1. VCDL quoted in Washington Post article on trafficked guns
** BREAKING: I just learned that I will be on Washington Post Radio today at 5 PM **
I was interviewed last night by Allison Klein with the Washington Post.
The article is about some new data from the BATFE showing that Virginia is a "leading" source of guns that are later found in some states.
However, in DC, for example, more guns were traced back to Maryland than Virginia.
The trace data doesn't differentiate between guns purchased illegally in VA and stolen guns that were originally purchased legally in VA. Trace data also includes information on guns that were simply checked for stolen that weren't stolen nor used in a crime.
Looking at New York: 1,784 guns traced came from New York. 530 were traced to Virginia, but 461 to Pennsylvania, 443 to Georgia, 410 to South Carolina. Heck even 107 were traced to California!
Picking another east coast state at random - Massachusetts: 334 guns from Massachusetts, 99 guns from New Hampshire, 65 from Maine, 57 from Florida, 55 from Georgia, 43 from Virginia.
In Connecticut, more guns came from New York than any other state except Connecticut! Explain that Mr. Bloomberg. The breakdown: 794 from Connecticut, 34 from New York, 29 from Georgia, 28 each from Virginia, North Carolina, and Florida.
In Rhode Island, 102 guns came from Rhode Island, 18 from Massachusetts, 8 from New Hampshire, 7 from Georgia, 6 from Virginia. They even had 3 from Alaska ;-)
In North Carolina, 5,511 guns came from North Carolina, 327 from South Carolina, 301 from Virginia. 45 came from New York, Mr. Bloomberg.
Compared to the number of guns sold in Virginia, the number showing up in other states is minuscule.
Also, when looking at the time from initial purchase to gun trace, the vast majority of the traces are on guns over 3 years old. That sounds like a good number of the traced guns were stolen.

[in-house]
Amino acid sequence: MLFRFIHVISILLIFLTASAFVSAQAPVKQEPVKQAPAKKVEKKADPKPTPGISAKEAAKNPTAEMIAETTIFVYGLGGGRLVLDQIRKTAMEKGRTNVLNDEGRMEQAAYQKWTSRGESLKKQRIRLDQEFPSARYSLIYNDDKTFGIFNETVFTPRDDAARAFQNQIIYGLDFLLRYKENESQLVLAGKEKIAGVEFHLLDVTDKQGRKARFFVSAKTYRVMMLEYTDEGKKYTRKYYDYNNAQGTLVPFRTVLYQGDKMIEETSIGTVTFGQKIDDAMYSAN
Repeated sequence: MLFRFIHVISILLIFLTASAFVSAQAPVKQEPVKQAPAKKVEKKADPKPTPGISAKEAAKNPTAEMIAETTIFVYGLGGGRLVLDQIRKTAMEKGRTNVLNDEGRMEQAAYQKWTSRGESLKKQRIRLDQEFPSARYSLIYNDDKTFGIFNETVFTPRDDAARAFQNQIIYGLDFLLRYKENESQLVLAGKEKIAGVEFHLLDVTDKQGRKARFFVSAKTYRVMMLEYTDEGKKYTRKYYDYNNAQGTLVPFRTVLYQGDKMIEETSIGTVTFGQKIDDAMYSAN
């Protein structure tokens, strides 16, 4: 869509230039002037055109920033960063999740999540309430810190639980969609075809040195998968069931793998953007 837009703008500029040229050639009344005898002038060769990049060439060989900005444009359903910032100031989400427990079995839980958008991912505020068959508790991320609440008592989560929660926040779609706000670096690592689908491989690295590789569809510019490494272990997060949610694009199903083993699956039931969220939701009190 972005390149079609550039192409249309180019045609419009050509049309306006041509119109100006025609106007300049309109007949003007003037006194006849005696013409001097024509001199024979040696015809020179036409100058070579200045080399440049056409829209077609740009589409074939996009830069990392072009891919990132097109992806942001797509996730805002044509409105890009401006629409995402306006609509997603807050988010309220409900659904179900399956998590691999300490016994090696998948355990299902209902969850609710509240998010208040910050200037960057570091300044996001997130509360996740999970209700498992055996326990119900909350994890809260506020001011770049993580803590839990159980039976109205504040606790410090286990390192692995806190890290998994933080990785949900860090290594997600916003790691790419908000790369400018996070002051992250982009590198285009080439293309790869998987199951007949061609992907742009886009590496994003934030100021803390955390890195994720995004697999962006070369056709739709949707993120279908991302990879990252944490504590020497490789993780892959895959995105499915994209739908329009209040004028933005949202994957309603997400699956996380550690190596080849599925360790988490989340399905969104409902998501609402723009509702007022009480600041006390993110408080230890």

In the end, looking at this data just confirms that Virginia needs to get rid of its One-Gun-A-Month law, as it isn't doing anything useful. VCDL knew that, the data just proves us right.
Poking around with the data, I'm just not seeing Virginia standing out that much. What I am seeing is that criminals in New York have a network setup in quite a few states. Perhaps Bloomberg should take care of his New York criminals and shut down the pipeline from his end? That would do a lot to lower the amount of illegal drugs coming into Virginia from New York, too.
In Study Of Gun Traffic, Va. Stands Out
By Allison Klein
Washington Post Staff Writer
Tuesday, August 21, 2007; Page A01
Law enforcement authorities traced more than 10,000 guns recovered in Virginia, Maryland and the District last year -- and nearly half came from Virginia, according to federal data released yesterday. [The majority came from Maryland - PVC]
Virginia also was among the top sources of guns recovered by authorities in New York, New Jersey, Pennsylvania, North Carolina and South Carolina, the data show. In New York, more recovered guns came from Virginia than from any other outside state -- roughly one of 11 traced.
"Somebody coined I-95 'the iron pipeline,' " said Mike Campbell, a spokesman for the U.S. Bureau of Alcohol, Tobacco, Firearms and Explosives, which released the report yesterday. "There's a lot of traffic moving up and down 95."
The ATF gathered information from police agencies across the country and compiled state-by-state reports detailing types of offenses and where firearms originated. The ATF traces nearly 300,000 guns a year to determine where they were sold to customers.
**Most of the guns traced by the ATF came from the states where they were recovered, the agency said.** [From what I have seen that is the lion's share of guns. - PVC] The vast majority of guns tied to Virginia were also recovered there. But Virginia was the second-leading source for many other states along the East Coast.
Gun control advocates have complained for years that the state has fewer restrictions than other jurisdictions do. New York Mayor Michael R. Bloomberg (I) has alleged that illegal gun sales in Virginia contribute to crime in his city.